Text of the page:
The most obvious addition is an integrated text editor in the Design mode that also allows editing the QML code side by side with the form editor as a preview. Besides being able to edit QML code while seeing a preview also the property editor can be used together with the text editor. Qt Quick Designer will always select the item that currently contains the cursor.
So if you just forgot the name of a property or enum, you can now use the property editor instead. Switching between the form editor and the integrated text editor is also a lot faster than switching between Edit and Design mode. This makes it more convenient to move to the integrated text editor to refactor or clean up something.
Here we style a button from Qt Quick Controls 2 using the form editor as a preview. Qt Quick Designer now also shows common actions as part of the selection rectangle. In case you selected a Rectangle you can easily set the color.
Another directly visible change is the new toolbar. We added the toolbar to make certain operations more visible to the user that were hidden in context menus before. For example, you can automatically lay out multiple selected items in a row, column or grid layout.
You can easily add new Items to the stack layout and navigate between the active Item. And using the context menu you can add a TabBar to an existing StackLayout. The required anchors and bindings are set up automatically.
Qt 5.9 comes with an example that shows how to define your own custom style for Qt Quick Controls 2 and use this style in Qt Quick Designer.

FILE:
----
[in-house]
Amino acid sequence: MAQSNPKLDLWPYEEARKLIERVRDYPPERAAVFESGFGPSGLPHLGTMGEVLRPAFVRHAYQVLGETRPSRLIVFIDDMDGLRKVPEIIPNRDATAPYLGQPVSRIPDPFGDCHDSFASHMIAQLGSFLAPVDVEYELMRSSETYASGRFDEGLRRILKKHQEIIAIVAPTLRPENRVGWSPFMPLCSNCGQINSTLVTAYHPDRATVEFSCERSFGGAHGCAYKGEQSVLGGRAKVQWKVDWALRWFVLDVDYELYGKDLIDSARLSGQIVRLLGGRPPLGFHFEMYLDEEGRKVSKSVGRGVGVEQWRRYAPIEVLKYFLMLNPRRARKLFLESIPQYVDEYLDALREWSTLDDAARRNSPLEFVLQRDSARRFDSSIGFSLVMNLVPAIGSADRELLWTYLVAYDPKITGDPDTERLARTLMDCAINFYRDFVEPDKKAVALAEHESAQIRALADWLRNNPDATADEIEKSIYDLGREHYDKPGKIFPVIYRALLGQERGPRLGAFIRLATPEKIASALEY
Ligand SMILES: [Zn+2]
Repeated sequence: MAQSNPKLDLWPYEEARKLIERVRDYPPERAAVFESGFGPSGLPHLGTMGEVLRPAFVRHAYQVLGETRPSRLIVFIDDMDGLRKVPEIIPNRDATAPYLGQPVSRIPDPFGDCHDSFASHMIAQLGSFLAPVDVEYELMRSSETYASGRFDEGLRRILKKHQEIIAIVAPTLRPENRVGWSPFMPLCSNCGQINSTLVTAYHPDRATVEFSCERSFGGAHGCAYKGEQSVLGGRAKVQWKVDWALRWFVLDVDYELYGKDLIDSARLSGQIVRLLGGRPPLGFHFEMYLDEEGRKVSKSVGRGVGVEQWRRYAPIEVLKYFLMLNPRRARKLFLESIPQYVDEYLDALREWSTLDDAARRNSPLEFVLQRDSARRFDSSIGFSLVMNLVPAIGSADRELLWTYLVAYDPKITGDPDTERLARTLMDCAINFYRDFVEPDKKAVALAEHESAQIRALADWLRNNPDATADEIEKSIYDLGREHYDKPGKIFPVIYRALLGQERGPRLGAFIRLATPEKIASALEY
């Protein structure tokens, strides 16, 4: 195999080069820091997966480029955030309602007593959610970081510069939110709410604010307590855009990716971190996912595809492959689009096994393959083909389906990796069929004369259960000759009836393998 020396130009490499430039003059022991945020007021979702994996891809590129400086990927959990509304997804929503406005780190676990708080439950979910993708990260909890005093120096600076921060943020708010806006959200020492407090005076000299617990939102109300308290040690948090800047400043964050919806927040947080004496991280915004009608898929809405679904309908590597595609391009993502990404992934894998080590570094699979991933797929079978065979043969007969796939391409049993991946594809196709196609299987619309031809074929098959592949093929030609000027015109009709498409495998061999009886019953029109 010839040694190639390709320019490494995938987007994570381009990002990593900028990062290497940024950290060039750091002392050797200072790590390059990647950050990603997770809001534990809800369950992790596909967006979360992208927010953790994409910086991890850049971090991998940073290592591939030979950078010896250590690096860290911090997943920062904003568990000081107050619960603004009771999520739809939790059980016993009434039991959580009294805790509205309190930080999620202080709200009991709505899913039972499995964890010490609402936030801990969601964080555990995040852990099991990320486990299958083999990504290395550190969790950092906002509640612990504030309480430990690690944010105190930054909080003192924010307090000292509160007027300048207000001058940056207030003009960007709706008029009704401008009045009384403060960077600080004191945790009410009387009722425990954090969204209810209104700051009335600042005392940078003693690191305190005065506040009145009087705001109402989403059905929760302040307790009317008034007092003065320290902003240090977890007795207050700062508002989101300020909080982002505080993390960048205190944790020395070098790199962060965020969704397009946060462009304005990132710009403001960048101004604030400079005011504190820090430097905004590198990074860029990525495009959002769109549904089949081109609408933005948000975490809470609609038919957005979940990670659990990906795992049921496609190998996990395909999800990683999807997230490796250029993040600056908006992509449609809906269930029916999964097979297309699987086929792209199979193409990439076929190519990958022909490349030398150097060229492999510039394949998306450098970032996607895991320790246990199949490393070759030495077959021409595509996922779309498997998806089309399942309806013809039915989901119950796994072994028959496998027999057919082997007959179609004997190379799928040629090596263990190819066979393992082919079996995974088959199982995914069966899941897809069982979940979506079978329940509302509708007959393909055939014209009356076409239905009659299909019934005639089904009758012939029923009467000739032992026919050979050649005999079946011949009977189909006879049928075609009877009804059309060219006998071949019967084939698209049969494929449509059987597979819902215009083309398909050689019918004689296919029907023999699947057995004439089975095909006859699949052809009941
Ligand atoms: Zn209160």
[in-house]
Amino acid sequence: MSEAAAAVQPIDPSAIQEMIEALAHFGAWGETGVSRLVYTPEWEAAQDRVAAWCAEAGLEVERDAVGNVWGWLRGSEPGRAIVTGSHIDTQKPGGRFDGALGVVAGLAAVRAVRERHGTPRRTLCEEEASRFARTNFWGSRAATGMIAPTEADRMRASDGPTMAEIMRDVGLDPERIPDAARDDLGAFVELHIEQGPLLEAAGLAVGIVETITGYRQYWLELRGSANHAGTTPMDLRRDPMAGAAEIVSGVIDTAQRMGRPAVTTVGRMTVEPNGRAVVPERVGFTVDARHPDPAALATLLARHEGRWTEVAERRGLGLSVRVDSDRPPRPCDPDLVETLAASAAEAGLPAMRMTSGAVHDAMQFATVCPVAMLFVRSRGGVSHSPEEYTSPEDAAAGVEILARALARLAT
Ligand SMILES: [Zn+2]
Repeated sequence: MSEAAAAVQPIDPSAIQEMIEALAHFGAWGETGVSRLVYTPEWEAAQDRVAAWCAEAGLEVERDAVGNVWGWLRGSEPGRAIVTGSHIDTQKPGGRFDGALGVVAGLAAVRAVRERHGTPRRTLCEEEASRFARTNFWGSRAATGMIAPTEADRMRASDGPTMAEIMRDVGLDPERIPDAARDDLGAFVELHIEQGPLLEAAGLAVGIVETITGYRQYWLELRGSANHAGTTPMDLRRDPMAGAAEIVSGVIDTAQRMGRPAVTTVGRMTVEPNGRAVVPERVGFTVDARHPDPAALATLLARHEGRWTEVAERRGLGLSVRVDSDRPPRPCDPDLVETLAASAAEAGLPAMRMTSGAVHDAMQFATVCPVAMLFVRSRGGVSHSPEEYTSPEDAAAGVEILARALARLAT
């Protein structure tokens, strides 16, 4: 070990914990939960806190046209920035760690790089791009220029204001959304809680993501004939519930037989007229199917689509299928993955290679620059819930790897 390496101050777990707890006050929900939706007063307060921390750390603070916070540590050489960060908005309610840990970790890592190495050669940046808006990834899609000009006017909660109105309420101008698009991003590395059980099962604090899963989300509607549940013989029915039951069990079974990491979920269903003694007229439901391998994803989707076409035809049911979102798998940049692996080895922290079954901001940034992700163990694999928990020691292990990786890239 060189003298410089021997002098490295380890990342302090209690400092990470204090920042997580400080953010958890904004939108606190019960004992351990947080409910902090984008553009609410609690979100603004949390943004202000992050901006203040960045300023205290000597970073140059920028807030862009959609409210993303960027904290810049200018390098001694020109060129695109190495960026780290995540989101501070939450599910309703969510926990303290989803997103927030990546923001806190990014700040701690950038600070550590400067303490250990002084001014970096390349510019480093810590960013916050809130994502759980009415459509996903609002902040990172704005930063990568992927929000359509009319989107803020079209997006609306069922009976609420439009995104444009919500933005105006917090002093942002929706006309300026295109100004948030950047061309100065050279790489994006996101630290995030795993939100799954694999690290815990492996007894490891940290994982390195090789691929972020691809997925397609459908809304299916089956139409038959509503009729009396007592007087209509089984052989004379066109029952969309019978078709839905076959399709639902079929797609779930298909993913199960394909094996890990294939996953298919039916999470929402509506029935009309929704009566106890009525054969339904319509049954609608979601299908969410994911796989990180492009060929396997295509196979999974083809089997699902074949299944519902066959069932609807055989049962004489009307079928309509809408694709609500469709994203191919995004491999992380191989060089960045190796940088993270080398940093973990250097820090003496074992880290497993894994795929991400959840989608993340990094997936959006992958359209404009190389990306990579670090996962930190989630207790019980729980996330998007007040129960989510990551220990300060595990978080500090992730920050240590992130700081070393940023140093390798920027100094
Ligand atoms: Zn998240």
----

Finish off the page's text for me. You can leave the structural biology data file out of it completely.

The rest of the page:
The user just has to add the custom style to the project. The location of the subdirectory containing the style has to be next to the qtquickcontrols2.conf file. In the configuration file, the style has to be the name of the subdirectory.
Qt Quick Designer then shows all QML forms using the custom style.
In the example we combine this with a QML plugin containing a singleton defining all constants and colors. This makes adjusting and maintaining a style a lot easier.
Move Component into Separate File
Another very useful feature is Move Component into Separate File.
This was already available in the Edit mode for a long time, but now it is also possible in the Design mode and the feature got improved. The user now can select which properties are set inside the component and which properties are in the original instance. In the nscreenshot we move the button with a custom background into the component MyButton.qml.
The QML_IMPORT_PATH setting informs the code model and Qt Quick Designer about imports, whereas the new QML_DESIGNER_IMPORT_PATH introduces a specific import path just for Qt Quick Designer. This enables you to use different components in Qt Quick Designer from those used in the actual application. This is very useful to mock complex items or in this case, a list model written in C++. We simply use ListModel to create a simple model that is then used in Qt Quick Designer.
States and state machines
We created the traffic light example that shows how to use QML and Qt Quick Designer together with a SCXML state machine.
To achieve this, we add QML states and bind those to the SCXML state machine.
To manage the QObject that represents the SCXML state machine, we added the Backends tab to the connections editor. This makes it easier to make QObjects that represent the C++ backend available and to bind properties or states to those.
Another new feature is the ability to edit the when condition of states. This makes it easy to map QML states to the states of the SCXML state machine. The expressions for the when condition are edited with the same editor that is used for expression bindings in the property editor. The expression editor does support auto completion.
It is now also possible to change the type of an item by double clicking on the type name in the property editor. This also enables you to change the type of the root item. Users of High DPI displays will like the fact that the form editor is now supporting High DPI and all items are rendered in High DPI for such displays.
Last but not least we moved the states editor to the bottom and it is collapsed by default. Our experience is that many QML forms do not use states, so the valuable screen estate on the top was wasted in those cases.